New format continues summer of change
This really has been a season of evolution in Australian cricket. For the past 16 years the sight of Australia crushing whoever visited for Tests was as much a fixture of the Australian summer as the one-day tri-series, which lasted nearly three decades. Now both eras have ended. Friday's ODI at the MCG is the first of a five-match series against South Africa, after which New Zealand will visit separately for the same number of games.
The three-team format was stale. It was a hangover from the 1980s and early 1990s, when there was far less cricket on offer and fans would gladly watch two visiting teams go head to head to get their international fix. Now, in the era of future tours programmes and matches all year round, there will be no more clashes between neutral sides and Ricky Ponting is pleased.
"We and probably the public to a certain degree over the last few years have probably been screaming out to have this sort of series that we've got at the moment," Ponting said on the eve of the first game. "We've identified with crowds and even viewership on the television that the triangular series had probably reached its use-by date."
The format will not be the only alteration this season. Ponting's men - and spectators - must also get used to the new rule that allows the batting team to choose when one of the three powerplays takes effect. It is a regulation that has been used in domestic one-day games but never in an ODI in Australia.
It is such a change that Ponting has had to ask for tactical advice from the younger members of his squad, men who have spent more time in their state sides than in Australian colours. However, players like David Hussey, Cameron White and Ben Hilfenhaus are likely to become more permanent fixtures in the one-day side as Australia prepare to defend their World Cup title in 2011.
"It's about that time of our preparations when we do start looking ahead to the World Cup," Ponting said. "We were talking this morning, I think there's about 80 games of one-day cricket for us to play between now and the World Cup. [There's an] opportunity to give plenty of experience to some of these younger guys before the World Cup comes around."
It's not only the Australian line-up that is changing. South Africa are also looking ahead and will blood some new men in the ODI series. They will be hoping for a smoother effort than in their two Twenty20 losses, when the stand-in captain Johan Botha at times seemed to be struggling to maintain control in the field. Ponting said it was natural that the team would lose some of its solidity without Graeme Smith at the helm.
"Smith's been their leader for such a long time now," Ponting said. "That's always going to happen when someone that's been around for that long, and probably commands the respect that he does from his team and from the public, that that will happen.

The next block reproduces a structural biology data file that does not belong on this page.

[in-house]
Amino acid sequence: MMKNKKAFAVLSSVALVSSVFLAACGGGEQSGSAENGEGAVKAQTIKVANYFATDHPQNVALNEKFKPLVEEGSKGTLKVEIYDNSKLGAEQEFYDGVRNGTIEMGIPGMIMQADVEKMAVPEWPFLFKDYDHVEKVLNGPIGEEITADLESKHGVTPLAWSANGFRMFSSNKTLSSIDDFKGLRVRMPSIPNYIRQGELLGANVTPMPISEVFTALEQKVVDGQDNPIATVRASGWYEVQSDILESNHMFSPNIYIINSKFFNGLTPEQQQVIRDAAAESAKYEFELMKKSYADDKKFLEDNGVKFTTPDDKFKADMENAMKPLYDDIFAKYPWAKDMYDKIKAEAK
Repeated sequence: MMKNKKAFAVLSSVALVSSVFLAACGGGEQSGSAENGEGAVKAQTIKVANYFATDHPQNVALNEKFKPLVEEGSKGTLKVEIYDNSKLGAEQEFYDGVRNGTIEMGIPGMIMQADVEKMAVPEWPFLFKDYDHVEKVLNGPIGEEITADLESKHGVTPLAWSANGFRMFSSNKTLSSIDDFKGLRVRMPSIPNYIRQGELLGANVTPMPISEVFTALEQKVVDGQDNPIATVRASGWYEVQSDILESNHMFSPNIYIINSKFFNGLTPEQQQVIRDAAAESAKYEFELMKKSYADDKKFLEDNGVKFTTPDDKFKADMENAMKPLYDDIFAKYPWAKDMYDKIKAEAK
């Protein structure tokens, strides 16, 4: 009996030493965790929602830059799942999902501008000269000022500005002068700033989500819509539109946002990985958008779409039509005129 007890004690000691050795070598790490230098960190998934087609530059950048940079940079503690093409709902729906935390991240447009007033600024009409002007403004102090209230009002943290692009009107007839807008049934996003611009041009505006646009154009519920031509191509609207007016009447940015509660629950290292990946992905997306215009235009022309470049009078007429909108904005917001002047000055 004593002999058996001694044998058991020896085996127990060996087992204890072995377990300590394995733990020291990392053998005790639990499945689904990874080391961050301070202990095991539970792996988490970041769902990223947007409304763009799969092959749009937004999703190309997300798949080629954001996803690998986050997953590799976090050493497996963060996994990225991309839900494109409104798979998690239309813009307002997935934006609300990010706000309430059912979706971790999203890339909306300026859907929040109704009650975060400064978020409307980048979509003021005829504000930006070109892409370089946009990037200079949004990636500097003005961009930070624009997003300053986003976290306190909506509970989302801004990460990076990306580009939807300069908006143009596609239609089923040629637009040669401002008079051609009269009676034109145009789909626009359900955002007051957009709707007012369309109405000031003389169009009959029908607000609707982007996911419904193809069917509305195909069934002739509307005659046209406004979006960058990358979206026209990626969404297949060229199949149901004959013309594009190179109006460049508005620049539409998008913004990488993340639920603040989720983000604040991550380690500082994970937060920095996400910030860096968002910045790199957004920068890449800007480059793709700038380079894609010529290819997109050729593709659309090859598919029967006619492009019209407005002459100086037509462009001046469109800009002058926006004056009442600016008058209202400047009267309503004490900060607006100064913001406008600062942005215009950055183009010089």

"Yeah, I think we did notice that. Even more so at the end of the game the other night where there seemed to be three or four skippers out on the ground up in Brisbane, trying to control things. That's for them to worry about."
Point made and point taken. Botha said South Africa had addressed the captaincy issue following the Twenty20 games, when he was in charge of a side that included Mark Boucher and Jacques Kallis, who have both led South Africa in the past, and the experienced domestic skipper Neil McKenzie.
|I have to probably handle myself a bit better, not show so much emotion on the field.Johan Botha|
"I've got some input back from them," Botha said. "We've spoken about it, not to have too many guys say too many things on the field because it does get a bit crazy at times. We've definitely spoken about that. In the one-day series that will be sorted out."
The constant on-field discussions contributed to South Africa being fined for a slow over rate in both Twenty20 matches, although Botha was confident that would not be copied in the 50-over format. It is a hard task for a man who was not part of the Test joys and has captained his side only six times in Twenty20 or ODI matches.
"I've picked up a bit of experience," Botha said. "I have to probably handle myself a bit better, not show so much emotion on the field. So far it's been good and I've really enjoyed it.
"Replacing [Smith] makes it a huge thing. It does make it quite difficult, the guys had something good going and it's difficult just to carry on. You've got to almost start the tour again and then see it as a second part of the tour."
After their Twenty20 struggles, he might prefer to see this as the beginning of the third part of their trip. Whatever the case, Friday's game represents change - for Australia, for South Africa, and for the Australian cricket public.
Brydon Coverdale is a staff writer at Cricinfo